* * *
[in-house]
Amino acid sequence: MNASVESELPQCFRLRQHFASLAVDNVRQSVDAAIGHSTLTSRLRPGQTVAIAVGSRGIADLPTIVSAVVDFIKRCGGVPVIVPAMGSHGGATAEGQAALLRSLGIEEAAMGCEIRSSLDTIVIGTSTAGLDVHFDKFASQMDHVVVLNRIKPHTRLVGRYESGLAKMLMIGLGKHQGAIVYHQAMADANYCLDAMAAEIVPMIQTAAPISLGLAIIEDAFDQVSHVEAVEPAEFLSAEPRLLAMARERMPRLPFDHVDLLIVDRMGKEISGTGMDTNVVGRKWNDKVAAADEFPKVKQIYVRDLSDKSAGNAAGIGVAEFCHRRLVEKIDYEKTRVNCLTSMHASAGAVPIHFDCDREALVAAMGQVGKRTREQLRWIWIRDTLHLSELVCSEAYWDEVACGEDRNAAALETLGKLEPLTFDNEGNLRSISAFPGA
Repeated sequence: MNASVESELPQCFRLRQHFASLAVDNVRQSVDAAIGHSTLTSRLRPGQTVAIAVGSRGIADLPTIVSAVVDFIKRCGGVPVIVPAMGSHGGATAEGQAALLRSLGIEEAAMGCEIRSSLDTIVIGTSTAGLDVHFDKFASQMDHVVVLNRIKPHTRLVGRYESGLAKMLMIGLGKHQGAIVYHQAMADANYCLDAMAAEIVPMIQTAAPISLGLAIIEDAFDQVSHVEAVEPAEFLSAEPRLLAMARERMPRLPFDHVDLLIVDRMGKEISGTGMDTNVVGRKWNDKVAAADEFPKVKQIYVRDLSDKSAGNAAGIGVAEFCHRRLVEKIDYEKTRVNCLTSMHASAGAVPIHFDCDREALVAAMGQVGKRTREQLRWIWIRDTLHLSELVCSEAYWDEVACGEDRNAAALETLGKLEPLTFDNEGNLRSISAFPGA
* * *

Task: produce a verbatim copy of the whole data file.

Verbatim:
[in-house]
Amino acid sequence: MNASVESELPQCFRLRQHFASLAVDNVRQSVDAAIGHSTLTSRLRPGQTVAIAVGSRGIADLPTIVSAVVDFIKRCGGVPVIVPAMGSHGGATAEGQAALLRSLGIEEAAMGCEIRSSLDTIVIGTSTAGLDVHFDKFASQMDHVVVLNRIKPHTRLVGRYESGLAKMLMIGLGKHQGAIVYHQAMADANYCLDAMAAEIVPMIQTAAPISLGLAIIEDAFDQVSHVEAVEPAEFLSAEPRLLAMARERMPRLPFDHVDLLIVDRMGKEISGTGMDTNVVGRKWNDKVAAADEFPKVKQIYVRDLSDKSAGNAAGIGVAEFCHRRLVEKIDYEKTRVNCLTSMHASAGAVPIHFDCDREALVAAMGQVGKRTREQLRWIWIRDTLHLSELVCSEAYWDEVACGEDRNAAALETLGKLEPLTFDNEGNLRSISAFPGA
Repeated sequence: MNASVESELPQCFRLRQHFASLAVDNVRQSVDAAIGHSTLTSRLRPGQTVAIAVGSRGIADLPTIVSAVVDFIKRCGGVPVIVPAMGSHGGATAEGQAALLRSLGIEEAAMGCEIRSSLDTIVIGTSTAGLDVHFDKFASQMDHVVVLNRIKPHTRLVGRYESGLAKMLMIGLGKHQGAIVYHQAMADANYCLDAMAAEIVPMIQTAAPISLGLAIIEDAFDQVSHVEAVEPAEFLSAEPRLLAMARERMPRLPFDHVDLLIVDRMGKEISGTGMDTNVVGRKWNDKVAAADEFPKVKQIYVRDLSDKSAGNAAGIGVAEFCHRRLVEKIDYEKTRVNCLTSMHASAGAVPIHFDCDREALVAAMGQVGKRTREQLRWIWIRDTLHLSELVCSEAYWDEVACGEDRNAAALETLGKLEPLTFDNEGNLRSISAFPGA